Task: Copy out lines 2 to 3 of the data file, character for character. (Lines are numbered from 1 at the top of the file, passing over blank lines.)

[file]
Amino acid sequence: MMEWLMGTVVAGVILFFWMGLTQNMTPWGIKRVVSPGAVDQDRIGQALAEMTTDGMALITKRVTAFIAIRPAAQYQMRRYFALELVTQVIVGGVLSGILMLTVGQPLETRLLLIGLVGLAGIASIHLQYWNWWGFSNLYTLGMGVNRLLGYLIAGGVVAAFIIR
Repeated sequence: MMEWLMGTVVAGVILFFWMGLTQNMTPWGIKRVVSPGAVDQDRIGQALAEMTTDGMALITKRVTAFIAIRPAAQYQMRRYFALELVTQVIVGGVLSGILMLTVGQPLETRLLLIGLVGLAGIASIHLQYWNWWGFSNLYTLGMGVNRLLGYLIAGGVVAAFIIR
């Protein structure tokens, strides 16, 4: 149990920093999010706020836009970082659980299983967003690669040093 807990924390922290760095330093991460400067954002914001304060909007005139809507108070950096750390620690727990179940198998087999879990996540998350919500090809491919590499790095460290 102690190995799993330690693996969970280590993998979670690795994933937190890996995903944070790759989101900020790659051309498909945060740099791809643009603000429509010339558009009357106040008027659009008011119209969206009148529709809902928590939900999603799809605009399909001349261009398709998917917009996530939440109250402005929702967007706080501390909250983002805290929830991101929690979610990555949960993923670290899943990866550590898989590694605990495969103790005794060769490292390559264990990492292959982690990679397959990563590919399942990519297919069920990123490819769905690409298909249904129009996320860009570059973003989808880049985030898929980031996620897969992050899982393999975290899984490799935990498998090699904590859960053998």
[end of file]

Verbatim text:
Repeated sequence: MMEWLMGTVVAGVILFFWMGLTQNMTPWGIKRVVSPGAVDQDRIGQALAEMTTDGMALITKRVTAFIAIRPAAQYQMRRYFALELVTQVIVGGVLSGILMLTVGQPLETRLLLIGLVGLAGIASIHLQYWNWWGFSNLYTLGMGVNRLLGYLIAGGVVAAFIIR
């Protein structure tokens, strides 16, 4: 149990920093999010706020836009970082659980299983967003690669040093 807990924390922290760095330093991460400067954002914001304060909007005139809507108070950096750390620690727990179940198998087999879990996540998350919500090809491919590499790095460290 102690190995799993330690693996969970280590993998979670690795994933937190890996995903944070790759989101900020790659051309498909945060740099791809643009603000429509010339558009009357106040008027659009008011119209969206009148529709809902928590939900999603799809605009399909001349261009398709998917917009996530939440109250402005929702967007706080501390909250983002805290929830991101929690979610990555949960993923670290899943990866550590898989590694605990495969103790005794060769490292390559264990990492292959982690990679397959990563590919399942990519297919069920990123490819769905690409298909249904129009996320860009570059973003989808880049985030898929980031996620897969992050899982393999975290899984490799935990498998090699904590859960053998």